Troubleshooting Exchange and Outlook is a bit more difficult when you come from a country that does not have English as its primary language like I do. Some Outlook users want to have everything in their native language. Others (like me) don’t ever want to see anything that is not English. Also, sometimes I get mixed requests – folders in a certain language, menus in another and so forth.
So, how does Exchange determine the language of the Outlook folders? Most of the times, it does not. It is actually the client that creates the folders. When a user is created in Active Directory the mailbox in Exchange 2000/2003 is not created until the user first logs on to the mailbox or until the user receives an e-mail or a meeting request. Folder names are determined by the default language of the client.
So, what do you do when you have a client that is using a non-English language as default but the user wants the folders to be English-only? Two things can accomplish this:
- Sending a bogus meeting request using English version of Exchange (haven’t tested this on non-English versions) creates the mailbox folders and already sets the language.
- Set your Internet Explorer default language to the requested language and log on using Outlook Web Access first.
What do you do if folder names were already set and you want to change them? Outlook doesn’t let you, but Outlook Web Access will.
You can also reset folder names by using a new option that is included with Outlook XP and 2003. Just go the command prompt and run “Outlook /ResetFolderNames”. This will change folder names to the default for the installed Outlook client.
Now for some advanced stuff. What happens if you want to change the folder names for an entire company? What if you want to localize folders for a language that is not yet localized by Microsoft?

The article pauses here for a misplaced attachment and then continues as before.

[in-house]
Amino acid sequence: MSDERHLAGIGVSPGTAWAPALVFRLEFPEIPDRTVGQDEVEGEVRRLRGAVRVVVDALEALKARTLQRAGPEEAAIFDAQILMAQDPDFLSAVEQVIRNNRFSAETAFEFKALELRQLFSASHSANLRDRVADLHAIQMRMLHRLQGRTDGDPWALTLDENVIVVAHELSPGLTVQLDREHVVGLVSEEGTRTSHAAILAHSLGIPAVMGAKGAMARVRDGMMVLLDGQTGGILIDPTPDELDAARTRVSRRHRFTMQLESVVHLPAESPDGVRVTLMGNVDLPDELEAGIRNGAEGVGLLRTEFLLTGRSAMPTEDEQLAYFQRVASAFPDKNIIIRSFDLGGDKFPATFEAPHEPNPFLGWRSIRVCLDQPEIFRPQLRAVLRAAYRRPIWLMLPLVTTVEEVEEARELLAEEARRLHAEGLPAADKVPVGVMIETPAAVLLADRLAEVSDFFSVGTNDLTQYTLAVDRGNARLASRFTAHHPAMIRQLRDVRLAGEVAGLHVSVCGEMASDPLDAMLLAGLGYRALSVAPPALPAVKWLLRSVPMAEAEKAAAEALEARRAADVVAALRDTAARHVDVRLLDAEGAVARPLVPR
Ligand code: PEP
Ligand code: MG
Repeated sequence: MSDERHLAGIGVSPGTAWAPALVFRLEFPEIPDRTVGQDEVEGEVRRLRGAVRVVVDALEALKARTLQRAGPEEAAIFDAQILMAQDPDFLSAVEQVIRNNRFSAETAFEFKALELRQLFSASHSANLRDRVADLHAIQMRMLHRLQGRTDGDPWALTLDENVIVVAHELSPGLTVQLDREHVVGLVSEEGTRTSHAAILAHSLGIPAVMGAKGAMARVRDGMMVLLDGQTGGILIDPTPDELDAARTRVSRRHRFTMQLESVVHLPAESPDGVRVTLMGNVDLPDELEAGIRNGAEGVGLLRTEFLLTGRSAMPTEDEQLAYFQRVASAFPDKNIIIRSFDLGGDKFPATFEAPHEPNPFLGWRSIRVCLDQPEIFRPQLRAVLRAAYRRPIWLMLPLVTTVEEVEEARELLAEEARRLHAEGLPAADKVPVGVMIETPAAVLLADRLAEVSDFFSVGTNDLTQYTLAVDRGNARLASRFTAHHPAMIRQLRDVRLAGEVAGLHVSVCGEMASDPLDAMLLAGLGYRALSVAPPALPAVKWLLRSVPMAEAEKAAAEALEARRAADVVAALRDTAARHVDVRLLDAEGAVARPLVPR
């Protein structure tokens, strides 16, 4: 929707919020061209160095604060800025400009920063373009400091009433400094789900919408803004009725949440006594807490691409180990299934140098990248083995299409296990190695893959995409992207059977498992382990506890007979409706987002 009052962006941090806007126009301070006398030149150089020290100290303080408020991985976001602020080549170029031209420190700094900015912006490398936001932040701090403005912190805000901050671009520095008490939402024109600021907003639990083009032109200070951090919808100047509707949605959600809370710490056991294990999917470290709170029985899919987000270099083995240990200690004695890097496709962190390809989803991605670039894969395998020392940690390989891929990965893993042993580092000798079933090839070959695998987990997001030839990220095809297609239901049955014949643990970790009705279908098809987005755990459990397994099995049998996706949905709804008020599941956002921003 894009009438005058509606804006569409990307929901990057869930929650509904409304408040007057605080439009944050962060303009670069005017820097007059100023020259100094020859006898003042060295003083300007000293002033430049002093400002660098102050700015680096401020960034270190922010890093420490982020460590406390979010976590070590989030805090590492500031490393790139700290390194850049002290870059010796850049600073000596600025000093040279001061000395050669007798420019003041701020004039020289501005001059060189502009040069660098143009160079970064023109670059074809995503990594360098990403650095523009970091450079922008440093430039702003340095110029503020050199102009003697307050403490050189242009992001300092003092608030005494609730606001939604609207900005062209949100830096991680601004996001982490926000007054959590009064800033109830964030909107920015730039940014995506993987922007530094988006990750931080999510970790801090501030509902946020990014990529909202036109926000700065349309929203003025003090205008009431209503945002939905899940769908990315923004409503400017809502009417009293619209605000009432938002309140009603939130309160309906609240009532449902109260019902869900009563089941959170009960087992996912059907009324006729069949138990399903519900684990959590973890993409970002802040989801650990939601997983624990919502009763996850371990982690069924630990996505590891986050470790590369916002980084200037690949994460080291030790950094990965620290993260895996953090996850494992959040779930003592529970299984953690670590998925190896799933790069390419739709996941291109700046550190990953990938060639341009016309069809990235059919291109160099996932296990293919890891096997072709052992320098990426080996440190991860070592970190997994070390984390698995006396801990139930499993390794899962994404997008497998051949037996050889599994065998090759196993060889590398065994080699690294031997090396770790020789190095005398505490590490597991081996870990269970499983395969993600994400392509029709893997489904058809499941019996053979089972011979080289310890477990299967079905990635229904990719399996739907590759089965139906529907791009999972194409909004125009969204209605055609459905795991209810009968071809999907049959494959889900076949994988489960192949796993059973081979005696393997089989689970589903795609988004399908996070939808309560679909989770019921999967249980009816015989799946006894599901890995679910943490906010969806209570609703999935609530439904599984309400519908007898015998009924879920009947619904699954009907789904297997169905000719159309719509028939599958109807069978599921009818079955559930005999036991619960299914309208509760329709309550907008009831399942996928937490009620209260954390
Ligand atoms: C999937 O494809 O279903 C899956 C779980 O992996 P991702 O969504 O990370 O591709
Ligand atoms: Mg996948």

For this I wrote a script that changes the folder names by using the M: drive. If the M: drive is not enabled (this is the default for Exchange 2003 servers) creating the following registry subkey if it does not exist: HKEY_LOCAL_MACHINE\SYSTEM\CurrentControlSet\Services\EXIFS\Parameters\DriveLetter. Enter “M” as the value of this subkey. Then restart the Microsoft Exchange Information Store service. In case of Exchange 2000 you might have to restart the server.
For more information on the M: drive read the following article: http://www.swinc.com/resource/e2kfaq_appxc.htm
The script must be run by a user that has permissions on all the mailboxes. If you’re not sure how to accomplish this follow Q262054.
The following VB script translates all the folders from English to Elmer Fudd dialect so don’t run it on any production environment without making appropriate changes.
dim fso, shell
set fso = CreateObject(“Scripting.FileSystemObject”)
set fso = nothing
Set f = fso.GetFolder( xPath )
For Each Folder In f.SubFolders
S = folder.name
Select Case S
folder.name = “YInbox”
folder.name = “Contacks”
folder.name = ” Dwafts”
folder.name = “Jouwnaw ”
folder.name = ” Cawendaw”
folder.name = “Tazsks”
Case “Sent Items”
folder.name = “Szent Items”
Case “Deleted Items”
folder.name = “Deweted Items”
folder.name = “Notesz”
folder.name = “Outbocz”
folder.name = “Inbocz”
Case “Junk E-mail”
folder.name = “Junk E-Maiw”
If you know a bit of programming you can see that it is a simple folder renaming script. Feel free to change it for your own needs and distribute it. As you can see Outlook and Exchange can be quite versatile with catering for your special needs if you know how to tweak them.